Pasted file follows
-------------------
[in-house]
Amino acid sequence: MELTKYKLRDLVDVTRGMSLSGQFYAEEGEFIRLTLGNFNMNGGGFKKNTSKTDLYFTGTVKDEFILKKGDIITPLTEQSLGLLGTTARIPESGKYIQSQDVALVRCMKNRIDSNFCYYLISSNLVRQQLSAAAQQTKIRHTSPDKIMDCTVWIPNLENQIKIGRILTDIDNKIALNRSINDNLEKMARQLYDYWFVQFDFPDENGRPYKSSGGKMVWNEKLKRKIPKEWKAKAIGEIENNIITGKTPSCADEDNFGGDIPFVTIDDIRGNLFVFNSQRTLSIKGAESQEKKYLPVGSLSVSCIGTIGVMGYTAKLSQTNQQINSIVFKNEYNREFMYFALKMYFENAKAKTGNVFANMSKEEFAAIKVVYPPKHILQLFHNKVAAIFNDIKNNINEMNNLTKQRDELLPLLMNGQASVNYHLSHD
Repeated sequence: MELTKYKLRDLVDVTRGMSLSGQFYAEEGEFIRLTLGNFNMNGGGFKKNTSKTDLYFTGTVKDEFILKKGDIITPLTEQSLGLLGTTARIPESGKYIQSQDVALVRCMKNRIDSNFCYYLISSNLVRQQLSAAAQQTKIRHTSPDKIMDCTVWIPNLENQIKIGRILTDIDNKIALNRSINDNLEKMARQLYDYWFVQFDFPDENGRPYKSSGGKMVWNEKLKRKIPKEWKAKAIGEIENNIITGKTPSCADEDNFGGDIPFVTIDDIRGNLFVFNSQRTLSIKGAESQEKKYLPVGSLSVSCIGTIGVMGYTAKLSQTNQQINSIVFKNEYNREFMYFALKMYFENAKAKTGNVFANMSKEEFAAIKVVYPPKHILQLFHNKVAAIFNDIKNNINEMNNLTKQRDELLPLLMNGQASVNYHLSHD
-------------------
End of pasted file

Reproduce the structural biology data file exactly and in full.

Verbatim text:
[in-house]
Amino acid sequence: MELTKYKLRDLVDVTRGMSLSGQFYAEEGEFIRLTLGNFNMNGGGFKKNTSKTDLYFTGTVKDEFILKKGDIITPLTEQSLGLLGTTARIPESGKYIQSQDVALVRCMKNRIDSNFCYYLISSNLVRQQLSAAAQQTKIRHTSPDKIMDCTVWIPNLENQIKIGRILTDIDNKIALNRSINDNLEKMARQLYDYWFVQFDFPDENGRPYKSSGGKMVWNEKLKRKIPKEWKAKAIGEIENNIITGKTPSCADEDNFGGDIPFVTIDDIRGNLFVFNSQRTLSIKGAESQEKKYLPVGSLSVSCIGTIGVMGYTAKLSQTNQQINSIVFKNEYNREFMYFALKMYFENAKAKTGNVFANMSKEEFAAIKVVYPPKHILQLFHNKVAAIFNDIKNNINEMNNLTKQRDELLPLLMNGQASVNYHLSHD
Repeated sequence: MELTKYKLRDLVDVTRGMSLSGQFYAEEGEFIRLTLGNFNMNGGGFKKNTSKTDLYFTGTVKDEFILKKGDIITPLTEQSLGLLGTTARIPESGKYIQSQDVALVRCMKNRIDSNFCYYLISSNLVRQQLSAAAQQTKIRHTSPDKIMDCTVWIPNLENQIKIGRILTDIDNKIALNRSINDNLEKMARQLYDYWFVQFDFPDENGRPYKSSGGKMVWNEKLKRKIPKEWKAKAIGEIENNIITGKTPSCADEDNFGGDIPFVTIDDIRGNLFVFNSQRTLSIKGAESQEKKYLPVGSLSVSCIGTIGVMGYTAKLSQTNQQINSIVFKNEYNREFMYFALKMYFENAKAKTGNVFANMSKEEFAAIKVVYPPKHILQLFHNKVAAIFNDIKNNINEMNNLTKQRDELLPLLMNGQASVNYHLSHD